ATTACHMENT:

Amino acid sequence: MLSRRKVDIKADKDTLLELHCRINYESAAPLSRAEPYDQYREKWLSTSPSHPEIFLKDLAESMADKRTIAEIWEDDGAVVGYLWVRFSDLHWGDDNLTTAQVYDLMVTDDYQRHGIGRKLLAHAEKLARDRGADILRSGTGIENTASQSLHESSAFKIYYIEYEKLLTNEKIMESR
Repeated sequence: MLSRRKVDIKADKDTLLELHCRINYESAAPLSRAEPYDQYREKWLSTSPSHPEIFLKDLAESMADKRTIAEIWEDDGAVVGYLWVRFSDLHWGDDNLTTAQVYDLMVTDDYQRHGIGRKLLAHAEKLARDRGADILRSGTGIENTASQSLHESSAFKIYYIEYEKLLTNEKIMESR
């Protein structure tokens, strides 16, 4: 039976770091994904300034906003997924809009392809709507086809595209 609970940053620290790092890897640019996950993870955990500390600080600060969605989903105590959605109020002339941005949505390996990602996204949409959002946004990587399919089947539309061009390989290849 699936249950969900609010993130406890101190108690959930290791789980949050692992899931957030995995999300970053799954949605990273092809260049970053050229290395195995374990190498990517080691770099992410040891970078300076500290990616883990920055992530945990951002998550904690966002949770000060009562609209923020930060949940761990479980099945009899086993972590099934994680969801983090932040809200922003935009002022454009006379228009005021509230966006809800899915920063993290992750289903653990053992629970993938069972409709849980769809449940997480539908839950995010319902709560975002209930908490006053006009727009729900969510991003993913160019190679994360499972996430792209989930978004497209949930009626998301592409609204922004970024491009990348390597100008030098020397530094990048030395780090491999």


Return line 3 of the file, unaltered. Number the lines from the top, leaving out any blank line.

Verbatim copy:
């Protein structure tokens, strides 16, 4: 039976770091994904300034906003997924809009392809709507086809595209 609970940053620290790092890897640019996950993870955990500390600080600060969605989903105590959605109020002339941005949505390996990602996204949409959002946004990587399919089947539309061009390989290849 699936249950969900609010993130406890101190108690959930290791789980949050692992899931957030995995999300970053799954949605990273092809260049970053050229290395195995374990190498990517080691770099992410040891970078300076500290990616883990920055992530945990951002998550904690966002949770000060009562609209923020930060949940761990479980099945009899086993972590099934994680969801983090932040809200922003935009002022454009006379228009005021509230966006809800899915920063993290992750289903653990053992629970993938069972409709849980769809449940997480539908839950995010319902709560975002209930908490006053006009727009729900969510991003993913160019190679994360499972996430792209989930978004497209949930009626998301592409609204922004970024491009990348390597100008030098020397530094990048030395780090491999």